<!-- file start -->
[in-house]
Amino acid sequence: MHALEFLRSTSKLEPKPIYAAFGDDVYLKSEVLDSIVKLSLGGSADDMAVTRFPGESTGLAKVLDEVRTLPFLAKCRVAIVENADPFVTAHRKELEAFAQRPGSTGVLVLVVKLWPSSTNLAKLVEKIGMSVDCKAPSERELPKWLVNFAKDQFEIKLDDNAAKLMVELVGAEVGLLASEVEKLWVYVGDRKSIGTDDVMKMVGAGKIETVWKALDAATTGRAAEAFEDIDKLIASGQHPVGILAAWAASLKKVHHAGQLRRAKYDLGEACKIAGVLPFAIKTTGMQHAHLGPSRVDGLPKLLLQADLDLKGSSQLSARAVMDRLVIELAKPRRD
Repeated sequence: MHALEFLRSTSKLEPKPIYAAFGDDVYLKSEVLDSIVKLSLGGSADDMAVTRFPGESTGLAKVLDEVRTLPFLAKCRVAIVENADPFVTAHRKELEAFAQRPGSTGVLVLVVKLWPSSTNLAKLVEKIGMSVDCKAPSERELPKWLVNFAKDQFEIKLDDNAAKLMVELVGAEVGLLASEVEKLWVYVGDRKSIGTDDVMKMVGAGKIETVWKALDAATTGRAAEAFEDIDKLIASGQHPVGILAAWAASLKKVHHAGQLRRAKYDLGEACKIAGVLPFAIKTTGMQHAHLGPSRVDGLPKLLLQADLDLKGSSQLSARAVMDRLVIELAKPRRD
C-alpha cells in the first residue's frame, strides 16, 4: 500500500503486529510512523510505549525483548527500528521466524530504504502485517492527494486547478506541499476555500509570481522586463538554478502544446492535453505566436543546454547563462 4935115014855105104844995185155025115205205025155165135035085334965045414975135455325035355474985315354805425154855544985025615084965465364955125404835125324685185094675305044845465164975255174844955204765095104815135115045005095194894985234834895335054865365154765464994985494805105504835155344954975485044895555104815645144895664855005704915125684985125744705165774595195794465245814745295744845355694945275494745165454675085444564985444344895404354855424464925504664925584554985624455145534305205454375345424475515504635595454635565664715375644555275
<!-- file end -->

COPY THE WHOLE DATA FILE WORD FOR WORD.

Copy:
[in-house]
Amino acid sequence: MHALEFLRSTSKLEPKPIYAAFGDDVYLKSEVLDSIVKLSLGGSADDMAVTRFPGESTGLAKVLDEVRTLPFLAKCRVAIVENADPFVTAHRKELEAFAQRPGSTGVLVLVVKLWPSSTNLAKLVEKIGMSVDCKAPSERELPKWLVNFAKDQFEIKLDDNAAKLMVELVGAEVGLLASEVEKLWVYVGDRKSIGTDDVMKMVGAGKIETVWKALDAATTGRAAEAFEDIDKLIASGQHPVGILAAWAASLKKVHHAGQLRRAKYDLGEACKIAGVLPFAIKTTGMQHAHLGPSRVDGLPKLLLQADLDLKGSSQLSARAVMDRLVIELAKPRRD
Repeated sequence: MHALEFLRSTSKLEPKPIYAAFGDDVYLKSEVLDSIVKLSLGGSADDMAVTRFPGESTGLAKVLDEVRTLPFLAKCRVAIVENADPFVTAHRKELEAFAQRPGSTGVLVLVVKLWPSSTNLAKLVEKIGMSVDCKAPSERELPKWLVNFAKDQFEIKLDDNAAKLMVELVGAEVGLLASEVEKLWVYVGDRKSIGTDDVMKMVGAGKIETVWKALDAATTGRAAEAFEDIDKLIASGQHPVGILAAWAASLKKVHHAGQLRRAKYDLGEACKIAGVLPFAIKTTGMQHAHLGPSRVDGLPKLLLQADLDLKGSSQLSARAVMDRLVIELAKPRRD
C-alpha cells in the first residue's frame, strides 16, 4: 500500500503486529510512523510505549525483548527500528521466524530504504502485517492527494486547478506541499476555500509570481522586463538554478502544446492535453505566436543546454547563462 4935115014855105104844995185155025115205205025155165135035085334965045414975135455325035355474985315354805425154855544985025615084965465364955125404835125324685185094675305044845465164975255174844955204765095104815135115045005095194894985234834895335054865365154765464994985494805105504835155344954975485044895555104815645144895664855005704915125684985125744705165774595195794465245814745295744845355694945275494745165454675085444564985444344895404354855424464925504664925584554985624455145534305205454375345424475515504635595454635565664715375644555275